|The first excerpt represents the past or something you must release, and is drawn from Ion by Plato:
divine. Had he learned by rules of art, he would have known how to speak
not of one theme only, but of all; and therefore God takes away the minds
of poets, and uses them as his ministers, as he also uses diviners and holy
prophets, in order that we who hear them may know them to be speaking not
of themselves who utter these priceless words in a state of
unconsciousness, but that God himself is the speaker, and that through them
he is conversing with us. And Tynnichus the Chalcidian affords a striking
instance of what I am saying: he wrote nothing that any one would care to
remember but the famous paean which is in every one's mouth, one of the
finest poems ever written, simply an invention of the Muses, as he himself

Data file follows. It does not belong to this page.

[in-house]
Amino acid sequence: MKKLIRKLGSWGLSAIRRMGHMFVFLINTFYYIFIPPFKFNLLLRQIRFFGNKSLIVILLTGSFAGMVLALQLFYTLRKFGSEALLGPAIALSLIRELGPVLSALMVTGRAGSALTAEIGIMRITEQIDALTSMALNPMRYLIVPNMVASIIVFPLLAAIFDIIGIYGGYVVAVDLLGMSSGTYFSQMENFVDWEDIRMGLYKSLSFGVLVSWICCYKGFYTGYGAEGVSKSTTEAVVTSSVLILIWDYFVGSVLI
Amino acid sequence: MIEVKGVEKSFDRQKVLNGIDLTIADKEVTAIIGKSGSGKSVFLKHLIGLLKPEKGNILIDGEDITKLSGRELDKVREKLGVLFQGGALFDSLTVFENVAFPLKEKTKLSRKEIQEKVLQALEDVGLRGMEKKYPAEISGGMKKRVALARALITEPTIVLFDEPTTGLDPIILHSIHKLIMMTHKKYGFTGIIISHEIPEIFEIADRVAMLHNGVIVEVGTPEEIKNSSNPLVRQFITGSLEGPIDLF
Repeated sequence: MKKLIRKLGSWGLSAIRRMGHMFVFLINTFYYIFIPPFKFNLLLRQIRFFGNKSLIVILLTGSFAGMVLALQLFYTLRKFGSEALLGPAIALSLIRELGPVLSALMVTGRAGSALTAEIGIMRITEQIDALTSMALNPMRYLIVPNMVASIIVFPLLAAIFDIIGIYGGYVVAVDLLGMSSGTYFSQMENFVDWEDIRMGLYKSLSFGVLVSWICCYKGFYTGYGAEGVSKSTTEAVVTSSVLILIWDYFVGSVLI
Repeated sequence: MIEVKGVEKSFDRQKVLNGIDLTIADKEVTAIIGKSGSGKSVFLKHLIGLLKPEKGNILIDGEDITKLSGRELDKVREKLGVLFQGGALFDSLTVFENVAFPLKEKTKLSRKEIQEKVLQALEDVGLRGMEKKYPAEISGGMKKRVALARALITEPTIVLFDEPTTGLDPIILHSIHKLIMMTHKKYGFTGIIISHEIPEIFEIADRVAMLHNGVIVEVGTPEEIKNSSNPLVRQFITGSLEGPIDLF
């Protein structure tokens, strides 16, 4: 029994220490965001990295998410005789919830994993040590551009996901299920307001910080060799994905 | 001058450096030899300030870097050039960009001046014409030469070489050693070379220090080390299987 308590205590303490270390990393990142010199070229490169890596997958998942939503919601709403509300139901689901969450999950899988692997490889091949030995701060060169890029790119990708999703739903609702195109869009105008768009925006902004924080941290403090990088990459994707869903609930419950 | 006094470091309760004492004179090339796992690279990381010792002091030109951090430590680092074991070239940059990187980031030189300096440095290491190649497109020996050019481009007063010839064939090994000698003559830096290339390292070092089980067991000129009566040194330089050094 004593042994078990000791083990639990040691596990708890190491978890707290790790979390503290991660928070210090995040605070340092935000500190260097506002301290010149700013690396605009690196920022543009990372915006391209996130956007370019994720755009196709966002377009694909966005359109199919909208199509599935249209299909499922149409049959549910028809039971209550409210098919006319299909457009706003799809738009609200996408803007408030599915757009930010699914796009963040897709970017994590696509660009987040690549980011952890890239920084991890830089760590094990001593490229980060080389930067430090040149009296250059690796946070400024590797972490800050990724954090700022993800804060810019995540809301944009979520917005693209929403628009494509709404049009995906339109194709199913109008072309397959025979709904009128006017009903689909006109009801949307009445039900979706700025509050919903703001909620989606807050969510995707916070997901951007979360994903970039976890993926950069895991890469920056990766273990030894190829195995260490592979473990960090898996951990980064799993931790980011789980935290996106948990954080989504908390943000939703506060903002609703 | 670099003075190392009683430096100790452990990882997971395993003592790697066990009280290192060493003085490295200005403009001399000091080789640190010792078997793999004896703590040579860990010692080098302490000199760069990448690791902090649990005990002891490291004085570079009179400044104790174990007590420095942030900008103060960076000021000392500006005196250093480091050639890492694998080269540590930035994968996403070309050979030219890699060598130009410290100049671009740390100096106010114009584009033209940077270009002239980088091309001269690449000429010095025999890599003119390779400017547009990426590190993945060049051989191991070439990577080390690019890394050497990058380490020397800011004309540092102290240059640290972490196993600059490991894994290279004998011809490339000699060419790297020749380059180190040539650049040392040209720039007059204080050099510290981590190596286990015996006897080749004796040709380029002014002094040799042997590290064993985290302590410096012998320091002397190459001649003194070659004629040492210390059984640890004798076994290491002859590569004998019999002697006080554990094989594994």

says. For in this way the God would seem to indicate to us and not allow
|The second excerpt represents the present or the deciding factor of the moment, and is drawn from The Rape of Lucrece by William Shakespeare:
But now he throws that shallow habit by,
Wherein deep policy did him disguise;
And arm'd his long-hid wits advisedly,
To check the tears in Collatinus' eyes.
'Thou wronged lord of Rome,' quoth he, 'arise;
Let my unsounded self, suppos'd a fool,
Now set thy long-experienc'd wit to school.
'Why, Collatine, is woe the cure for woe?
Do wounds help wounds, or grief help grievous deeds?
Is it revenge to give thyself a blow,
For his foul act by whom thy fair wife bleeds?
|The third excerpt represents the future or something you must embrace, and is drawn from Moll Flanders by Daniel Defoe:
sense, yet I suppose you are but in jest when you talk of
giving such an answer as that; it may not be convenient on
'No, no,' says I pleasantly, 'I am not so fond of letting the
secret come out without your consent.'
'But what, then, can you say to him, or to them,' says he,
'when they find you positive against a match which would
be apparently so much to your advantage?'
'Why,' says I, 'should I be at a loss? First of all, I am not
obliged to give me any reason at all; on the other hand, I may